Ford and VW Agree to Share Costs of Self-Driving and Electric Cars

ImageThree chief executives — from left, Herbert Diess of Volkswagen, Bryan Salesky of Argo AI and Jim Hackett of Ford Motor — at a news conference in New York on Friday.
Three chief executives — from left, Herbert Diess of Volkswagen, Bryan Salesky of Argo AI and Jim Hackett of Ford Motor — at a news conference in New York on Friday.CreditCreditMichael Noble Jr. for The New York Times

Ford Motor and Volkswagen said Friday that they would team up to develop self-driving cars and share electric-car components. The move broadens an existing alliance and shows how automakers are putting aside rivalries to manage the cost of new technologies.

The agreement calls for Volkswagen to purchase a stake in a Ford-backed start-up that is developing self-driving technologies, and for Ford to use electric-car components developed by Volkswagen.

As auto sales slump around the world, hard-pressed carmakers have little choice but to join forces to fend off Silicon Valley challengers and avoid obsolescence.

“There’s only going to be a few winners who create the platforms for the future,” said Ford’s chief executive, Jim Hackett. “We cannot be late.”

Underscoring the financial challenges facing the industry, Daimler, the maker of Mercedes-Benz cars, warned Friday that it would report a pretax loss for the second quarter of 2019.

But Volkswagen and Ford, which already cooperate on commercial vehicles and pickups, must show that they can avoid the power struggles among managers and engineers that have doomed many other alliances.

Volkswagen, which sold more cars than any other company last year, is known for its insular, hierarchical culture and has little experience cooperating with rivals. An alliance with Suzuki ended in 2015 with bitter feelings on both sides.

“Autonomous driving is a very, very expensive technology,” Ferdinand Dudenhöffer, a professor at the University of Duisburg-Essen in Germany, said in an email. “One has to invest today in order to make the first sales in 2030, maybe. Therefore it makes a lot of sense for Ford and VW to work together.”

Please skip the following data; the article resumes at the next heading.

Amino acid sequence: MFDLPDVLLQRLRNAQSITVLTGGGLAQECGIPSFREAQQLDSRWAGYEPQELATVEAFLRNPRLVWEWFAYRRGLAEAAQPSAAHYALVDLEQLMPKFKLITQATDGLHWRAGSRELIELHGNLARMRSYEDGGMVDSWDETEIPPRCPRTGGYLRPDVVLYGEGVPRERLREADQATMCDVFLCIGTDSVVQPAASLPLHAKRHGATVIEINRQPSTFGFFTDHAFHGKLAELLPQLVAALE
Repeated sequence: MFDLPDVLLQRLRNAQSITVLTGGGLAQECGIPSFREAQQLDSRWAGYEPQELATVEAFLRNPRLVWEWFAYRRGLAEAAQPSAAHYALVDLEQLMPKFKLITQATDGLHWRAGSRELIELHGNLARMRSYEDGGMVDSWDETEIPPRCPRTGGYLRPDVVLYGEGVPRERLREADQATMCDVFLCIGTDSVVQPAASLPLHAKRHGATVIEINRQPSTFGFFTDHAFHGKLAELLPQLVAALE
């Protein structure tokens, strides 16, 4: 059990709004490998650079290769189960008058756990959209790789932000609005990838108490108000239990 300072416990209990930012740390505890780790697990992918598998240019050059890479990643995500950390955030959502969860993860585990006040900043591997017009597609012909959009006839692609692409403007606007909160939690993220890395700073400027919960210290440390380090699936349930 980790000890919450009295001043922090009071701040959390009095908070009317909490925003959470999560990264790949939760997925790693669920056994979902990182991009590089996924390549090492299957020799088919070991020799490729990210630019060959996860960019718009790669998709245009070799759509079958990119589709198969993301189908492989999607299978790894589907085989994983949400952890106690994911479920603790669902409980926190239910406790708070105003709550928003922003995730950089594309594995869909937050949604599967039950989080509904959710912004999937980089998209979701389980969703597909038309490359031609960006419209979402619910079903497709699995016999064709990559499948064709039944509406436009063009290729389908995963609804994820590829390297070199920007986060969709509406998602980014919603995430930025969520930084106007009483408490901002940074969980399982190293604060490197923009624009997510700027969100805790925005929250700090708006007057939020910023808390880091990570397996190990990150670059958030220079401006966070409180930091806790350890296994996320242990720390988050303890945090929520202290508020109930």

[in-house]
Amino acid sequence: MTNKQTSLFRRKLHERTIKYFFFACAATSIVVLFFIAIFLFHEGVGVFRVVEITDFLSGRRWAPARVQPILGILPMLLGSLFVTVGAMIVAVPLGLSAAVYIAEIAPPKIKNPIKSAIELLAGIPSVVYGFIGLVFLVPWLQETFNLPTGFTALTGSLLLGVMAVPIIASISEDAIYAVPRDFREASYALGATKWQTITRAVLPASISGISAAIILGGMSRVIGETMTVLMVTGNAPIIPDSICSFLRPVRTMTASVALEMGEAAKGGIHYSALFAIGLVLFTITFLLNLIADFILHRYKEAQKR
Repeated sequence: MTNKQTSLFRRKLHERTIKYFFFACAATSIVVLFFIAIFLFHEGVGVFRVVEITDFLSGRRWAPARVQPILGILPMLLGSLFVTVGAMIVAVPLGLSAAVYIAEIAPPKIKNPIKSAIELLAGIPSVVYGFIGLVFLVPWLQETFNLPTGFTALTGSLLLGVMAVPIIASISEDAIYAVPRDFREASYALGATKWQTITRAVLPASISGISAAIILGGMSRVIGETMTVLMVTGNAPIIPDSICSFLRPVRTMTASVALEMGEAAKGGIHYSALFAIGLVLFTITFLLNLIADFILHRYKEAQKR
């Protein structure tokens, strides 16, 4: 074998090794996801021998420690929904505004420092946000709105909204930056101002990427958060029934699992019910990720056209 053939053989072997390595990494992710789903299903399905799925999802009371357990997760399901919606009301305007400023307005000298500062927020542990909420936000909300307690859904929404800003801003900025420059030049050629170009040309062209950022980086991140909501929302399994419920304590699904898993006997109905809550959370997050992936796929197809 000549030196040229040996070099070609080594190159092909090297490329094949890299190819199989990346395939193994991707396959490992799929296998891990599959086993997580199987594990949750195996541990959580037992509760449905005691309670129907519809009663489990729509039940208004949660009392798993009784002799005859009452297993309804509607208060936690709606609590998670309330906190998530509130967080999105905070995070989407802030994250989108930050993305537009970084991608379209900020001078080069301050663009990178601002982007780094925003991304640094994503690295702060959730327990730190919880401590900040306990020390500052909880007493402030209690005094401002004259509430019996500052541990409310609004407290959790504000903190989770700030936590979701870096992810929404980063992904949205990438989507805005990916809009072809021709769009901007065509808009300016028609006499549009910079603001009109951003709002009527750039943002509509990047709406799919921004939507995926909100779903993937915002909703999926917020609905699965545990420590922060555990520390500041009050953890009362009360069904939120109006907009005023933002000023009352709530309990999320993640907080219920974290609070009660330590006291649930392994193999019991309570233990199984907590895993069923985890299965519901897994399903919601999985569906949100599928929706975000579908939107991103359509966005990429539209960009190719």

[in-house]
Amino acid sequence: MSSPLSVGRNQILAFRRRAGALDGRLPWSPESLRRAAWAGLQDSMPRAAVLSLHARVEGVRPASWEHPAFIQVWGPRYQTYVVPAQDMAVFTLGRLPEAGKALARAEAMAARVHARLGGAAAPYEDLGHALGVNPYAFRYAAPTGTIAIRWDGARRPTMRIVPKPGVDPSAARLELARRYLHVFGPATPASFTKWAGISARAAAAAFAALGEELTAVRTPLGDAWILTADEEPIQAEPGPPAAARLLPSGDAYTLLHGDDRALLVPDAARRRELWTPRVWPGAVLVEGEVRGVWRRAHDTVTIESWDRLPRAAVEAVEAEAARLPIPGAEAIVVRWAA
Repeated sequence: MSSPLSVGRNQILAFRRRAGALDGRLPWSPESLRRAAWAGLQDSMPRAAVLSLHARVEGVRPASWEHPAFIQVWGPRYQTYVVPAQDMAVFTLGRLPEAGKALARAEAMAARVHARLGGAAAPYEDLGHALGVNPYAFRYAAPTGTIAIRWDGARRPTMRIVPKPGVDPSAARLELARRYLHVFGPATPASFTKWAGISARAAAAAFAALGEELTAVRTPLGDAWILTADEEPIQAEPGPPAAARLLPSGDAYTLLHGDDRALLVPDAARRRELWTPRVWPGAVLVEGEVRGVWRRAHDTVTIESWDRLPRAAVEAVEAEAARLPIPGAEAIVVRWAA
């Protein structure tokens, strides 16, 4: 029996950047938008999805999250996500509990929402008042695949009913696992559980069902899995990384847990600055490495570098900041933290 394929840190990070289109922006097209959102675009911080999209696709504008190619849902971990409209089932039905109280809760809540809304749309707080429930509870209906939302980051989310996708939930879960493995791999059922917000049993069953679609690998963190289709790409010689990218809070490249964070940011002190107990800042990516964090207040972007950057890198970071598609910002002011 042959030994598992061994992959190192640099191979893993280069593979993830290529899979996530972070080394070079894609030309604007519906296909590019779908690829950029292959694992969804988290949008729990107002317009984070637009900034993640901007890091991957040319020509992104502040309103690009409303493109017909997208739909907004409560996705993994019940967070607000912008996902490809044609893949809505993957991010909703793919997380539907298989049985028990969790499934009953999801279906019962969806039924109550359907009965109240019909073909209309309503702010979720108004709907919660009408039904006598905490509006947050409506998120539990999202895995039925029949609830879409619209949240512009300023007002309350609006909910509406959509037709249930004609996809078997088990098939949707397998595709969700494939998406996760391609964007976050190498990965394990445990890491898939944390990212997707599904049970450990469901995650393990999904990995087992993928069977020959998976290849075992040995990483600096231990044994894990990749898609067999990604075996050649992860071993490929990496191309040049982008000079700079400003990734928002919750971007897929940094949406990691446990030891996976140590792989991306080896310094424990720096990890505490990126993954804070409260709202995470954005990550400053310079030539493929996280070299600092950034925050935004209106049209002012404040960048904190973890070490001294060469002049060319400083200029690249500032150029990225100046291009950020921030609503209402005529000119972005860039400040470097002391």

Mr. Dudenhöffer questioned whether Mr. Hackett and Herbert Diess, the chief executive of Volkswagen, could make the compromises necessary for the alliance to succeed. Both are “alpha wolves,” Mr. Dudenhöffer said.

It may help that Ford and Volkswagen are dividing the labor to take advantage of each company’s strength. Ford is ahead of Volkswagen in autonomous driving, while Volkswagen is more advanced than Ford in electric cars.

Volkswagen has agreed to invest $2.6 billion in cash and other resources in Argo AI, a Ford-backed start-up that is working on sensors, software and other technologies to enable cars to drive themselves. Volkswagen will fold its autonomous vehicle project, which is based in Munich, into Argo, including 200 employees. The agreement values Argo at $7 billion.

In 2021 Ford aims to put Argo’s systems in driverless taxis and delivery vehicles in the United States. Volkswagen plans to use self-driving technology in its Moia ride-sharing service, a fleet of six-seat, battery-powered vans already operating with human drivers in Hamburg and expected to be introduced in other European cities.

In a separate agreement, Ford plans to build electric cars based on motors, batteries and other standardized components that Volkswagen has developed and is using in a model called the ID.3, due next year. Volkswagen has said the car will sell for less than 30,000 euros in Europe, or $34,000, making battery-powered transportation more accessible to middle-income buyers.

ImageAn Argo AI test car equipped with self-driving technology. Volkswagen said Friday that it would join Ford Motor in investing in Argo.
An Argo AI test car equipped with self-driving technology. Volkswagen said Friday that it would join Ford Motor in investing in Argo.CreditKeith Srakocic/Associated Press